Cinsaut, pronounced “Sin s’oo”, is a black grape from France, known in South Africa as Hermitage.

Cinsaut is a high yielding variety that needs green harvest in order to produce quality wine. The vine will not appreciate to be in a damp climate, as it then will rot easily.

On the contrary, it thrives in hot dry climates which is why it is widely planted in countries which offer those conditions.

The grape is quite aromatic, typically light, red fruit, which is why it most often is used for blending. Tannins are low, while acidity levels are medium to medium high, depending on growth place.

Cinsaut is used both for wine production and as table grape.

Varietal Cinsaut wines are very very rare. Instead you will find it to a large extent being used for blending, for example as part of the classic GSM blend of Southern Rhône, e.g. Grenache, Syrah and Mourvedre.

It is also one of thirteen (or eighteen, depending on how you count) grapes* that are allowed in the Châteauneuf-du-Pape appellation.

Cinsaut is also often used for producing fresh rosé wines, both in France and in South Africa.

Food pairing
The rosé wine is nice to enjoy on its own, well chilled, on a warm Summer day. Serve it at 8-10°C/46-50°F.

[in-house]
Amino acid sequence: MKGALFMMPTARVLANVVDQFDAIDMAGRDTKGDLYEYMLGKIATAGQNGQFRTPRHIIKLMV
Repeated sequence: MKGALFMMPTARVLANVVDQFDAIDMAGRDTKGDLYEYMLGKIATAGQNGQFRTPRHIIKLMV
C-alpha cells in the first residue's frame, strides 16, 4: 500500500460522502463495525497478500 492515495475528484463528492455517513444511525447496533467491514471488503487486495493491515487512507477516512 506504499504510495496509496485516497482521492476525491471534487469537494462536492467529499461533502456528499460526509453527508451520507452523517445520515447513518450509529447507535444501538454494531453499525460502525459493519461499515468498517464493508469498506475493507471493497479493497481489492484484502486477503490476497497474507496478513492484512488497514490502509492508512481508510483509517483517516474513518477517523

If you decide to pair it with food, it will be nice with both chicken and salads. For this pairing, the suggested temperature will be slightly higher, 10-12°C/50-54°F, in order to emphasise the wine’s fruitiness.

Where is it grown?
Cinsaut is a grape that has decreased almost fifty percent between 2000 and 2010. This has taken place above all in southern France, in Languedoc-Roussillon, where it has been uprooted in favour of other, more popular grapes.

  • France 19.505 ha/48,198 ac, MPG rank 12
  • Algeria 7.550 ha/18,656 ac, MPG rank 2
  • Morocco 3.940 ha/9,736 ac, MPG rank 3
  • South Africa 2.052 ha/5,071 ac, MPG rank 11
  • Tunisia 842 ha/2,081 ac, MPG rank 4
  • Turkey 500 ha/1,236 ac, MPG rank 11

There are small plantings reported also from (presented in order of decreasing acreage): Chile, Italy, USA, Greece, Portugal, China, Argentina

The grape is likely to have originated somewhere in the Languedoc-Roussillon region in southern France. Together with Pinot Noir it was used to create South Africa’s “own” grape, Pinotage in 1925.

*The original thirteen grapes that were allowed in Châteauneuf-du-Pape when the AOC system was introduced in 1935/1936 were:

  • Grenache
  • Syrah
  • Mourvèdre
  • Cinsault
  • Clairette
  • Vaccarèse
  • Bourboulenc
  • Roussanne
  • Counoise
  • Muscardin
  • Picpoul
  • Picardan
  • Terret Noir